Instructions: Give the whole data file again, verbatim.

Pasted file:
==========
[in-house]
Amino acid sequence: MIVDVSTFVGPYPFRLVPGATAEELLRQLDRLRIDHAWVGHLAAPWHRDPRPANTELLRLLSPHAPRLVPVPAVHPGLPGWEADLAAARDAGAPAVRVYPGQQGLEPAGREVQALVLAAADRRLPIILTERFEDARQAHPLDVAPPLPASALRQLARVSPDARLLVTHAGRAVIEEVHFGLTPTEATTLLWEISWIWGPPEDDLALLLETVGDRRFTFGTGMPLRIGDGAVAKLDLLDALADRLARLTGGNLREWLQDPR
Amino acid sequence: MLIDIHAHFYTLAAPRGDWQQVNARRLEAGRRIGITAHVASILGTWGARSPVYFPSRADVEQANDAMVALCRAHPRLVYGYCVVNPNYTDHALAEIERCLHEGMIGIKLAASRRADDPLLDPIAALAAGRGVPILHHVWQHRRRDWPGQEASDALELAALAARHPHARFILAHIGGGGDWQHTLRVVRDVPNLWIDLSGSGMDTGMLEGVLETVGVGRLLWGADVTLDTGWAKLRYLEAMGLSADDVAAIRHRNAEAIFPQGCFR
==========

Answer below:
[in-house]
Amino acid sequence: MIVDVSTFVGPYPFRLVPGATAEELLRQLDRLRIDHAWVGHLAAPWHRDPRPANTELLRLLSPHAPRLVPVPAVHPGLPGWEADLAAARDAGAPAVRVYPGQQGLEPAGREVQALVLAAADRRLPIILTERFEDARQAHPLDVAPPLPASALRQLARVSPDARLLVTHAGRAVIEEVHFGLTPTEATTLLWEISWIWGPPEDDLALLLETVGDRRFTFGTGMPLRIGDGAVAKLDLLDALADRLARLTGGNLREWLQDPR
Amino acid sequence: MLIDIHAHFYTLAAPRGDWQQVNARRLEAGRRIGITAHVASILGTWGARSPVYFPSRADVEQANDAMVALCRAHPRLVYGYCVVNPNYTDHALAEIERCLHEGMIGIKLAASRRADDPLLDPIAALAAGRGVPILHHVWQHRRRDWPGQEASDALELAALAARHPHARFILAHIGGGGDWQHTLRVVRDVPNLWIDLSGSGMDTGMLEGVLETVGVGRLLWGADVTLDTGWAKLRYLEAMGLSADDVAAIRHRNAEAIFPQGCFR